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In television interviews and press conferences, Gen. David Petraeus has described the Joint Campaign Plan as the key military and diplomatic strategy to stabilize Iraq.
Developed by the “big brains” on the ground, Petraeus points to a “unified” effort with U.S. Ambassador to Iraq Ryan Crocker to achieve political and military security in Iraq by 2009.
Yet despite repeat efforts at the highest levels and Pentagon promises, Congress has been unable to get a current copy of the plan.
After persistent requests from House Armed Services Chairman Ike Skelton (D-Mo.), the issue has moved up the Congressional chain of command to Speaker Nancy Pelosi (D-Calif.). According to an aide, Pelosi asked President Bush for the document several months ago in a White House meeting. Since then, Pelosi’s staff has “repeatedly” requested a copy, her aide said, but has not yet received one.
The struggle over the key classified document demonstrates just how difficult getting information from the Bush administration can be for the Democratic Congress. But the problems seem to have been magnified by a reluctant Pentagon operating in a time of war.
“From the perspective of the committee, the relationship with the Pentagon has been a mixed bag,” said Lara Battles, a spokeswoman for the Armed Services Committee. “It really is a case-by-case kind of situation.”
Battles added: “I don’t know that it’s necessarily due to partisan politics. It’s probably always hard on some level to deal with bureaucracies.”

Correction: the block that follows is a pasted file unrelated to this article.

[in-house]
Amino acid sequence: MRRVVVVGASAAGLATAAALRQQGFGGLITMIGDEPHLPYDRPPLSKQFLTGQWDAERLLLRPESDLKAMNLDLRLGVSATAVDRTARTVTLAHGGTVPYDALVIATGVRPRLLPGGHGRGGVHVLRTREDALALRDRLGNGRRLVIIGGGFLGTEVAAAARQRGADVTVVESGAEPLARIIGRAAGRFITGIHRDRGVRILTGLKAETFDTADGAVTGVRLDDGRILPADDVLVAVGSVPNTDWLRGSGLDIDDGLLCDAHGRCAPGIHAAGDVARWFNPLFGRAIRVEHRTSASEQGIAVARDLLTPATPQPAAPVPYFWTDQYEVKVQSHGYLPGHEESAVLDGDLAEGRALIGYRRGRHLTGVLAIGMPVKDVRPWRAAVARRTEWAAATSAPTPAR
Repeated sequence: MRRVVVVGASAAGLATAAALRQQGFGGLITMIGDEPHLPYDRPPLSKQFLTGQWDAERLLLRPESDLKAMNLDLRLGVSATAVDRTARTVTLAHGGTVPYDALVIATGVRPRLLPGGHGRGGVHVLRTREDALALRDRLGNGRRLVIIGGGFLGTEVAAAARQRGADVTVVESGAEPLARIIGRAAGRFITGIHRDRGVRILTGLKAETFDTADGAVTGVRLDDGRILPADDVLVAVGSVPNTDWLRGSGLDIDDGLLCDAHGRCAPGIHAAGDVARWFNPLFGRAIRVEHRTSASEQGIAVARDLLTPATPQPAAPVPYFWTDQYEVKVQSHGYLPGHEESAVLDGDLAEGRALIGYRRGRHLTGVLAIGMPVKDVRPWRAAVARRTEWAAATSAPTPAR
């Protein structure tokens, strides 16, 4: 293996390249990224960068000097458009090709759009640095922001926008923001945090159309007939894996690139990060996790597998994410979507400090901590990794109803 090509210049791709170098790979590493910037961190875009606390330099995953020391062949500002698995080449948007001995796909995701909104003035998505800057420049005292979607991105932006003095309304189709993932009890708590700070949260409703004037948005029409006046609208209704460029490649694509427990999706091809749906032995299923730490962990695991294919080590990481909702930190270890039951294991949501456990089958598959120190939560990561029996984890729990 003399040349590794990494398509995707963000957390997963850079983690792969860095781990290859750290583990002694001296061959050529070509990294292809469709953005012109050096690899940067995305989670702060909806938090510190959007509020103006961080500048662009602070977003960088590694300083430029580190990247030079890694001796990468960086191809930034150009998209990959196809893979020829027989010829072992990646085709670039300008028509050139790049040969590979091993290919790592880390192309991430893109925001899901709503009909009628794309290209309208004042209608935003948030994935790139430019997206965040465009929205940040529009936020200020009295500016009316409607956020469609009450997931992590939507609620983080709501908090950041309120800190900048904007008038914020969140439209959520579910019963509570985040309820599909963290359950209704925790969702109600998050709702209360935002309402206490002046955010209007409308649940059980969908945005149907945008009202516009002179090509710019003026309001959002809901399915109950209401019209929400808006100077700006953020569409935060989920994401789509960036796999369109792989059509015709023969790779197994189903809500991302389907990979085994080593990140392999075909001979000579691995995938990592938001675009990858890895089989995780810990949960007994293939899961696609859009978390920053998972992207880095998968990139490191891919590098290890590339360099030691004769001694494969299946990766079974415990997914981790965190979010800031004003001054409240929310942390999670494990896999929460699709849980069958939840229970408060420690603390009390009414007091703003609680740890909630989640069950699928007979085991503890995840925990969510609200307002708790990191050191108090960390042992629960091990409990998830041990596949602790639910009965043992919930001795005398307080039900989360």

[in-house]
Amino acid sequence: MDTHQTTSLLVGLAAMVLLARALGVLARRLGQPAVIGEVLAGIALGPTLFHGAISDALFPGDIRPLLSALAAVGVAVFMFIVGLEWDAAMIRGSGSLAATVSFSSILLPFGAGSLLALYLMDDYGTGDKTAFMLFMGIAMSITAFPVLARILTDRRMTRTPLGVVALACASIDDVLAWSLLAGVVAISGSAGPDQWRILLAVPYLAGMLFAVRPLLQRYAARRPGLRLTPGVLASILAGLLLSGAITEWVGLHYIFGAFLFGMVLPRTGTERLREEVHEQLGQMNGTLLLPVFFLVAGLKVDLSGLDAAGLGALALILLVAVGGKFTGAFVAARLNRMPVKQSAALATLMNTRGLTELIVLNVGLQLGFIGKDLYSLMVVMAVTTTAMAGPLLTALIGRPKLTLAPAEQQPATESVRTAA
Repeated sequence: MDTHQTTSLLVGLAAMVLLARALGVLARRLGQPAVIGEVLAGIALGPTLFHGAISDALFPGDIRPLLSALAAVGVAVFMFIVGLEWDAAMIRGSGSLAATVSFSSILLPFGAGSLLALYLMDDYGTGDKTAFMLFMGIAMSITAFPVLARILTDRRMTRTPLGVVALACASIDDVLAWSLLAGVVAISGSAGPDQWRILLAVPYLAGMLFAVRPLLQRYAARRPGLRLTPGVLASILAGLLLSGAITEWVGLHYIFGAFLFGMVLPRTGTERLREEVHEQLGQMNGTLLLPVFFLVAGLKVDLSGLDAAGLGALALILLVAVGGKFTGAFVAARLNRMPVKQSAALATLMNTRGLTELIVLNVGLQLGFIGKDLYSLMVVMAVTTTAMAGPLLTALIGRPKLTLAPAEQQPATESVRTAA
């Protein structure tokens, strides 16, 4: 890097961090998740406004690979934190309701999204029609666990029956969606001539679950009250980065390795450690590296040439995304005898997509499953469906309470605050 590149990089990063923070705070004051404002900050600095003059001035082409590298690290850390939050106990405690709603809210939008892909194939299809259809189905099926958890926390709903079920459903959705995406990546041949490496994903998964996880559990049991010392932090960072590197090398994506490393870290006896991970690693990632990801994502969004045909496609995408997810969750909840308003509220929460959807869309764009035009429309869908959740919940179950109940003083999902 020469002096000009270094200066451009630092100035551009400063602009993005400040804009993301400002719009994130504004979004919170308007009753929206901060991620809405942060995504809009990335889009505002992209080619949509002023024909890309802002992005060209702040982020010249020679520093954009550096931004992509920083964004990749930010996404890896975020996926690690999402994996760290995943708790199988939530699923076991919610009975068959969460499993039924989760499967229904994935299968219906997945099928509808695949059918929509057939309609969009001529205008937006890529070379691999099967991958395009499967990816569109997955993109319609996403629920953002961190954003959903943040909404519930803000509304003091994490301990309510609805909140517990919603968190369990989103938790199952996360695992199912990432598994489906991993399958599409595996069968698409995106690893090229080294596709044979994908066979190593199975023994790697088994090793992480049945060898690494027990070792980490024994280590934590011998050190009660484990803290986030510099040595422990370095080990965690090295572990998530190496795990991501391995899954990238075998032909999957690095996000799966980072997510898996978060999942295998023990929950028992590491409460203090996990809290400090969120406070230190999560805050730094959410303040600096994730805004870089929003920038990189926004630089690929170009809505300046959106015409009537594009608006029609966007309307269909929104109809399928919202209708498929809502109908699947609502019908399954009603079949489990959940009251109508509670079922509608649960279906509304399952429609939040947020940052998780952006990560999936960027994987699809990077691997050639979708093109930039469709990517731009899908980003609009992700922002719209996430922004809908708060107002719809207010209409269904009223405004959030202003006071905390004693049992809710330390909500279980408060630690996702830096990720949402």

Congressional aides and lawmakers stressed that oversight of the Pentagon has always posed problems, no matter which party was in charge. They emphasized that things have improved greatly since Defense Secretary Robert Gates took the helm from Donald Rumsfeld.
But securing crucial information such as the Joint Campaign Plan is still frustrating, they said.
“Secretary Gates has been a breath of fresh air in a whole lot of ways, one of them being dramatic improvement in the confidence level of Congress in the secretary of Defense,” said Rep. Vic Snyder (D-Ark.), chairman of the Armed Services Subcommittee on Oversight and Investigations — a panel that had been abolished under the former Republican majority.
But Snyder acknowledged frustration at Congress’ difficulties obtaining the current version of the plan that has been discussed publicly by Petraeus, Crocker and Bush, and details of which have been leaked to The New York Times and The Washington Post, angering lawmakers.
The latest twist involves Government Accountability Office staff, who apparently received a copy of the plan on a trip to Iraq. Joseph Christoff, director of the GAO’s international affairs and trade office, used the plan as an example of interagency cooperation at an Oct. 30 hearing of Snyder’s subcommittee.
“When we hear people from GAO obtained a copy of it when they were in Iraq, you would think Members of Congress would have that opportunity,” Snyder said, adding that he formally requested the document again in an Oct. 29 letter to Gates, signed by subcommittee ranking member Todd Akin (R-Mo.).
“It’s hard to know if anything is crucial when you don’t know what you don’t see,” Snyder said, chuckling as he added that the phrase sounded very “Rumsfeldian.” “It’s the known unknown,” he said.
When called for comment about why the plan had not been provided to Congress, the Pentagon referred the question to the legislative affairs shop at the White House.